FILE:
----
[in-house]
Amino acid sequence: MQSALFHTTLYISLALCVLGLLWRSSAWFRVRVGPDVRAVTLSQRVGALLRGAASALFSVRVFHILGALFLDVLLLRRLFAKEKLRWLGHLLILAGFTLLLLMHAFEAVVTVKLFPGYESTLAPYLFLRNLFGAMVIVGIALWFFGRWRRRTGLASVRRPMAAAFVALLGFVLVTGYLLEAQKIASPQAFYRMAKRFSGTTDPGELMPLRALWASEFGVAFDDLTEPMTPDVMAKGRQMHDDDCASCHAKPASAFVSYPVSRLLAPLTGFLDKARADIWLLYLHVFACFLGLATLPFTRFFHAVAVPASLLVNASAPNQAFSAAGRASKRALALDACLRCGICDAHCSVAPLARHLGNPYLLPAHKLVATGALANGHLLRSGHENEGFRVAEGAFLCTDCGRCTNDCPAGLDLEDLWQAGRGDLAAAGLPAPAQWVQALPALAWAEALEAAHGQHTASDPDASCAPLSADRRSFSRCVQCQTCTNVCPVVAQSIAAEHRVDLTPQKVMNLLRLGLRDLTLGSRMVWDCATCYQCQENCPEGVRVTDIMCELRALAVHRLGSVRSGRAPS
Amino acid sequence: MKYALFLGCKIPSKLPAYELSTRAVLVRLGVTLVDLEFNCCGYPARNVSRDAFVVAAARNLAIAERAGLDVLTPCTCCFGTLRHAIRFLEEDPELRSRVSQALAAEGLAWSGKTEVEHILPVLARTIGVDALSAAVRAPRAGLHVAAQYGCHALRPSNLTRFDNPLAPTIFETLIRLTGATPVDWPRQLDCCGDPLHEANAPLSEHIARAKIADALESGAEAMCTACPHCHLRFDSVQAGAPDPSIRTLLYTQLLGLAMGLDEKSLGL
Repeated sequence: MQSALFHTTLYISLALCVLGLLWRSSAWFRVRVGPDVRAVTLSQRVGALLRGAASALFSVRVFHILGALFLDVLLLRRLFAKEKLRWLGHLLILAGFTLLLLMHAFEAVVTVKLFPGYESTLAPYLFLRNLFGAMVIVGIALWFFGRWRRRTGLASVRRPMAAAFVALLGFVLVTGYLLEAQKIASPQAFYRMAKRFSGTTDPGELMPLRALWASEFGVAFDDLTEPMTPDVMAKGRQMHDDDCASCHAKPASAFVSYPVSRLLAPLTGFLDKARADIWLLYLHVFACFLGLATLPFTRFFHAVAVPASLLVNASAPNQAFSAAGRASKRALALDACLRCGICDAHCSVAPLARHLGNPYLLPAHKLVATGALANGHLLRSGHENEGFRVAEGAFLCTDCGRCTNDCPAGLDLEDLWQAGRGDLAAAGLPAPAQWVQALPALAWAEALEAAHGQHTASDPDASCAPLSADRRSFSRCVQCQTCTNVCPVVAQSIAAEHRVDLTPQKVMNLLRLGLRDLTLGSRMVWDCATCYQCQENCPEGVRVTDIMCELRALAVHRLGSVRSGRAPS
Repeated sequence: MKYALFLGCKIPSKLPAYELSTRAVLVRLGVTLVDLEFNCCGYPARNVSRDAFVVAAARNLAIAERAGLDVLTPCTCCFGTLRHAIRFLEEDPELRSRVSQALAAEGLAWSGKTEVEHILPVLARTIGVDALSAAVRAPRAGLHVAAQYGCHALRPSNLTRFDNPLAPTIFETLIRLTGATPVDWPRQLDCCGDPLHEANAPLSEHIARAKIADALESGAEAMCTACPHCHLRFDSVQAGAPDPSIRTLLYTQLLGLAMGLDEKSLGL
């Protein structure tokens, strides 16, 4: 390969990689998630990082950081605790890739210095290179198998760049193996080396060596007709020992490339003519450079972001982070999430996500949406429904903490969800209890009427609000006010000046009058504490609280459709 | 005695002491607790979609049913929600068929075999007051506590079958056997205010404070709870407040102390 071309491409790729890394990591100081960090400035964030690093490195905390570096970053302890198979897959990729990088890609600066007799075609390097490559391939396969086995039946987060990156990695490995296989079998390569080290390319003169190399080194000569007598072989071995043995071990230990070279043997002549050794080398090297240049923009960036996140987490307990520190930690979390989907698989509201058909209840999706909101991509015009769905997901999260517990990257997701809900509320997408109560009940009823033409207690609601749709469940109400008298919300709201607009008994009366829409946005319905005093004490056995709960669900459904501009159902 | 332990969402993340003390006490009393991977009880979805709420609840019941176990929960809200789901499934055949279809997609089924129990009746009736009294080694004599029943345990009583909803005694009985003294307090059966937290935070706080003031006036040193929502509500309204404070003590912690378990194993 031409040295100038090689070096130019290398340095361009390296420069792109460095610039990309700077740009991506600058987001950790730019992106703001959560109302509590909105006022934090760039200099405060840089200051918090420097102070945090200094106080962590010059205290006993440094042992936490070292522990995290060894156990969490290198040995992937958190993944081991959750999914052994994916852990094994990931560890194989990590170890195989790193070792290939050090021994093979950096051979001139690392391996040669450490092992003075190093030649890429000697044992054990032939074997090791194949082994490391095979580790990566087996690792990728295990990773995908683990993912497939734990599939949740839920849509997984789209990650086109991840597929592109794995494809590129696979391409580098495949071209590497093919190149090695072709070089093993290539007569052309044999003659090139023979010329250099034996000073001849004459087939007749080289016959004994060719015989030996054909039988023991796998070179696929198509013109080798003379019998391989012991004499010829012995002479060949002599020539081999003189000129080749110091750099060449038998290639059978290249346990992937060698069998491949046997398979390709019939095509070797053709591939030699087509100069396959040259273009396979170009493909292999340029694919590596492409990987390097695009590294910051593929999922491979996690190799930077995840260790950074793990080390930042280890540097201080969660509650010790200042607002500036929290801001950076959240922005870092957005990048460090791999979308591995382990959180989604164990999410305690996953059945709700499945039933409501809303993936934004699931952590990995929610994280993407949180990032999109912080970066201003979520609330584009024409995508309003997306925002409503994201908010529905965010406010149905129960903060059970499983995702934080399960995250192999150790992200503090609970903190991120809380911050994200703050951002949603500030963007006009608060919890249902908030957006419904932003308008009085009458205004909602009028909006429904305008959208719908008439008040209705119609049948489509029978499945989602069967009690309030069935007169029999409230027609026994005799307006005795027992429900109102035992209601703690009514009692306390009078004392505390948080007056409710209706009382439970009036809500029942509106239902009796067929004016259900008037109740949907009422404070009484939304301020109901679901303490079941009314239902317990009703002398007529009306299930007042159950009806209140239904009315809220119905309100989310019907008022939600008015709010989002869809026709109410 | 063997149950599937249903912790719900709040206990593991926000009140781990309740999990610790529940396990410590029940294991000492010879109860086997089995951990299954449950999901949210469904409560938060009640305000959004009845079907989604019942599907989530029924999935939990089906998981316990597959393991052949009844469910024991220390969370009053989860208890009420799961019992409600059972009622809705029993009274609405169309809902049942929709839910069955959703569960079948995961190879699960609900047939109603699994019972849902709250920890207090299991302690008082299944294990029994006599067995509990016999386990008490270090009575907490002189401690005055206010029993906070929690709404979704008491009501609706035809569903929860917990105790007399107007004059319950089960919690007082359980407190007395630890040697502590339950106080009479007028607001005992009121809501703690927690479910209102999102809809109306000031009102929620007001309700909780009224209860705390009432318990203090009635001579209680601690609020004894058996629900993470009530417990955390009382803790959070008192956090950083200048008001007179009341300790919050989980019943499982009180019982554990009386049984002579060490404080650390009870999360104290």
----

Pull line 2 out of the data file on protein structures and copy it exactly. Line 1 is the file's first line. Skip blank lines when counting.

Amino acid sequence: MQSALFHTTLYISLALCVLGLLWRSSAWFRVRVGPDVRAVTLSQRVGALLRGAASALFSVRVFHILGALFLDVLLLRRLFAKEKLRWLGHLLILAGFTLLLLMHAFEAVVTVKLFPGYESTLAPYLFLRNLFGAMVIVGIALWFFGRWRRRTGLASVRRPMAAAFVALLGFVLVTGYLLEAQKIASPQAFYRMAKRFSGTTDPGELMPLRALWASEFGVAFDDLTEPMTPDVMAKGRQMHDDDCASCHAKPASAFVSYPVSRLLAPLTGFLDKARADIWLLYLHVFACFLGLATLPFTRFFHAVAVPASLLVNASAPNQAFSAAGRASKRALALDACLRCGICDAHCSVAPLARHLGNPYLLPAHKLVATGALANGHLLRSGHENEGFRVAEGAFLCTDCGRCTNDCPAGLDLEDLWQAGRGDLAAAGLPAPAQWVQALPALAWAEALEAAHGQHTASDPDASCAPLSADRRSFSRCVQCQTCTNVCPVVAQSIAAEHRVDLTPQKVMNLLRLGLRDLTLGSRMVWDCATCYQCQENCPEGVRVTDIMCELRALAVHRLGSVRSGRAPS